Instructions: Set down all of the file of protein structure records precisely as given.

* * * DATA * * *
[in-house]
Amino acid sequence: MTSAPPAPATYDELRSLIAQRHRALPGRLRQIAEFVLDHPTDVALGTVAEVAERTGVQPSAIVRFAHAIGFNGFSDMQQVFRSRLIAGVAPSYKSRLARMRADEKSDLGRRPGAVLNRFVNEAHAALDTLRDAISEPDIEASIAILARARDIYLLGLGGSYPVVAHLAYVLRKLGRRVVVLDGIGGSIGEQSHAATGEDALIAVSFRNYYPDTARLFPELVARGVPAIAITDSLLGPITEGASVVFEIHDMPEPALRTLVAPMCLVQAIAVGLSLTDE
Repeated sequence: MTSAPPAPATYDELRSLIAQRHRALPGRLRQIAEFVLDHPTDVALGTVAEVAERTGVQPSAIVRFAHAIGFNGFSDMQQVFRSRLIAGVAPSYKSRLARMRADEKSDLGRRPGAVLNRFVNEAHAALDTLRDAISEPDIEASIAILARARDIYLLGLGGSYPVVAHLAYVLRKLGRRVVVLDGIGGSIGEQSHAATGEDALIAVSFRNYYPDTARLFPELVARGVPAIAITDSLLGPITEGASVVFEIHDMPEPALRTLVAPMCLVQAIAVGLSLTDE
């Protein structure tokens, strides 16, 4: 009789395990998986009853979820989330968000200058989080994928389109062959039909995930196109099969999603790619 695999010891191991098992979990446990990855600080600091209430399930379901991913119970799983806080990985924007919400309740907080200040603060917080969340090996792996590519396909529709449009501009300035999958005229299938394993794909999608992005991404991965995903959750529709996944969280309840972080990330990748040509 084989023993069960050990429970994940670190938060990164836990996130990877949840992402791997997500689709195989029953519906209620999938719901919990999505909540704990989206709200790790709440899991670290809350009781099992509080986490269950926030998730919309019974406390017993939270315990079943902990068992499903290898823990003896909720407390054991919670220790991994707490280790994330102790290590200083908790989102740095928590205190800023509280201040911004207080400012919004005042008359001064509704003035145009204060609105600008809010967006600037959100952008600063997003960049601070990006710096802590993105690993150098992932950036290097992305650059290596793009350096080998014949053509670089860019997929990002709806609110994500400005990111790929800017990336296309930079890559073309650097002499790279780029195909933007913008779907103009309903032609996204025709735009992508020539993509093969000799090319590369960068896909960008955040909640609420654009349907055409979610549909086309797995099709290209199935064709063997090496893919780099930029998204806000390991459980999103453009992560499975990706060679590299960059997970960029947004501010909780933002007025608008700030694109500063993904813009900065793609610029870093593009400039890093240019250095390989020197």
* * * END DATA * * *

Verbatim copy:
[in-house]
Amino acid sequence: MTSAPPAPATYDELRSLIAQRHRALPGRLRQIAEFVLDHPTDVALGTVAEVAERTGVQPSAIVRFAHAIGFNGFSDMQQVFRSRLIAGVAPSYKSRLARMRADEKSDLGRRPGAVLNRFVNEAHAALDTLRDAISEPDIEASIAILARARDIYLLGLGGSYPVVAHLAYVLRKLGRRVVVLDGIGGSIGEQSHAATGEDALIAVSFRNYYPDTARLFPELVARGVPAIAITDSLLGPITEGASVVFEIHDMPEPALRTLVAPMCLVQAIAVGLSLTDE
Repeated sequence: MTSAPPAPATYDELRSLIAQRHRALPGRLRQIAEFVLDHPTDVALGTVAEVAERTGVQPSAIVRFAHAIGFNGFSDMQQVFRSRLIAGVAPSYKSRLARMRADEKSDLGRRPGAVLNRFVNEAHAALDTLRDAISEPDIEASIAILARARDIYLLGLGGSYPVVAHLAYVLRKLGRRVVVLDGIGGSIGEQSHAATGEDALIAVSFRNYYPDTARLFPELVARGVPAIAITDSLLGPITEGASVVFEIHDMPEPALRTLVAPMCLVQAIAVGLSLTDE
């Protein structure tokens, strides 16, 4: 009789395990998986009853979820989330968000200058989080994928389109062959039909995930196109099969999603790619 695999010891191991098992979990446990990855600080600091209430399930379901991913119970799983806080990985924007919400309740907080200040603060917080969340090996792996590519396909529709449009501009300035999958005229299938394993794909999608992005991404991965995903959750529709996944969280309840972080990330990748040509 084989023993069960050990429970994940670190938060990164836990996130990877949840992402791997997500689709195989029953519906209620999938719901919990999505909540704990989206709200790790709440899991670290809350009781099992509080986490269950926030998730919309019974406390017993939270315990079943902990068992499903290898823990003896909720407390054991919670220790991994707490280790994330102790290590200083908790989102740095928590205190800023509280201040911004207080400012919004005042008359001064509704003035145009204060609105600008809010967006600037959100952008600063997003960049601070990006710096802590993105690993150098992932950036290097992305650059290596793009350096080998014949053509670089860019997929990002709806609110994500400005990111790929800017990336296309930079890559073309650097002499790279780029195909933007913008779907103009309903032609996204025709735009992508020539993509093969000799090319590369960068896909960008955040909640609420654009349907055409979610549909086309797995099709290209199935064709063997090496893919780099930029998204806000390991459980999103453009992560499975990706060679590299960059997970960029947004501010909780933002007025608008700030694109500063993904813009900065793609610029870093593009400039890093240019250095390989020197």